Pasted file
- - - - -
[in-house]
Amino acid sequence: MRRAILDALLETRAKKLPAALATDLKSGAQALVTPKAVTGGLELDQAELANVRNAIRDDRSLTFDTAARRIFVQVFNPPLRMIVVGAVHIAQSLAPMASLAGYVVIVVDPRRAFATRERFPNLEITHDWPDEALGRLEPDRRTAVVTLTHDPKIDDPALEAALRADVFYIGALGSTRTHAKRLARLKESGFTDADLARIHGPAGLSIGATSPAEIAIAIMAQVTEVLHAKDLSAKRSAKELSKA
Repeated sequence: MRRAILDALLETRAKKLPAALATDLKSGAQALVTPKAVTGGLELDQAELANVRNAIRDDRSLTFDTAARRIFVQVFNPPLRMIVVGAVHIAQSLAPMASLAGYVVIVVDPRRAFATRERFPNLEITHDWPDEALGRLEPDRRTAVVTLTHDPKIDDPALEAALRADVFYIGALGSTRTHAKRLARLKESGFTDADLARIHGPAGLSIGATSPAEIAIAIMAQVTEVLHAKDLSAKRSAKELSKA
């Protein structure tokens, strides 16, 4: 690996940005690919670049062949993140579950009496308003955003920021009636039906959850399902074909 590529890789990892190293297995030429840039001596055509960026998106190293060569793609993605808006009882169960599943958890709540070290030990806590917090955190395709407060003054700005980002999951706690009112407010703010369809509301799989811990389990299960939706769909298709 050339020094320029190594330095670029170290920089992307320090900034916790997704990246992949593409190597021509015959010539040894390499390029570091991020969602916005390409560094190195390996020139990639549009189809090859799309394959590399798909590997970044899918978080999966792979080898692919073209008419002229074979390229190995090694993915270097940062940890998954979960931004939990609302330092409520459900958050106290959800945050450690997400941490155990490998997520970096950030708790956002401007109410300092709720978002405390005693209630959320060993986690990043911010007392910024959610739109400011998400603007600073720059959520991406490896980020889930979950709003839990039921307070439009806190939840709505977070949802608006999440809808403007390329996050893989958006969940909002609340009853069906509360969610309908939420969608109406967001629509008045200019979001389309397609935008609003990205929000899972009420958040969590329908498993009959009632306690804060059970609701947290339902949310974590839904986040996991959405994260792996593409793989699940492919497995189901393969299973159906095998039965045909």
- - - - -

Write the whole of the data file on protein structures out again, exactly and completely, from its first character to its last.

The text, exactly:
[in-house]
Amino acid sequence: MRRAILDALLETRAKKLPAALATDLKSGAQALVTPKAVTGGLELDQAELANVRNAIRDDRSLTFDTAARRIFVQVFNPPLRMIVVGAVHIAQSLAPMASLAGYVVIVVDPRRAFATRERFPNLEITHDWPDEALGRLEPDRRTAVVTLTHDPKIDDPALEAALRADVFYIGALGSTRTHAKRLARLKESGFTDADLARIHGPAGLSIGATSPAEIAIAIMAQVTEVLHAKDLSAKRSAKELSKA
Repeated sequence: MRRAILDALLETRAKKLPAALATDLKSGAQALVTPKAVTGGLELDQAELANVRNAIRDDRSLTFDTAARRIFVQVFNPPLRMIVVGAVHIAQSLAPMASLAGYVVIVVDPRRAFATRERFPNLEITHDWPDEALGRLEPDRRTAVVTLTHDPKIDDPALEAALRADVFYIGALGSTRTHAKRLARLKESGFTDADLARIHGPAGLSIGATSPAEIAIAIMAQVTEVLHAKDLSAKRSAKELSKA
């Protein structure tokens, strides 16, 4: 690996940005690919670049062949993140579950009496308003955003920021009636039906959850399902074909 590529890789990892190293297995030429840039001596055509960026998106190293060569793609993605808006009882169960599943958890709540070290030990806590917090955190395709407060003054700005980002999951706690009112407010703010369809509301799989811990389990299960939706769909298709 050339020094320029190594330095670029170290920089992307320090900034916790997704990246992949593409190597021509015959010539040894390499390029570091991020969602916005390409560094190195390996020139990639549009189809090859799309394959590399798909590997970044899918978080999966792979080898692919073209008419002229074979390229190995090694993915270097940062940890998954979960931004939990609302330092409520459900958050106290959800945050450690997400941490155990490998997520970096950030708790956002401007109410300092709720978002405390005693209630959320060993986690990043911010007392910024959610739109400011998400603007600073720059959520991406490896980020889930979950709003839990039921307070439009806190939840709505977070949802608006999440809808403007390329996050893989958006969940909002609340009853069906509360969610309908939420969608109406967001629509008045200019979001389309397609935008609003990205929000899972009420958040969590329908498993009959009632306690804060059970609701947290339902949310974590839904986040996991959405994260792996593409793989699940492919497995189901393969299973159906095998039965045909």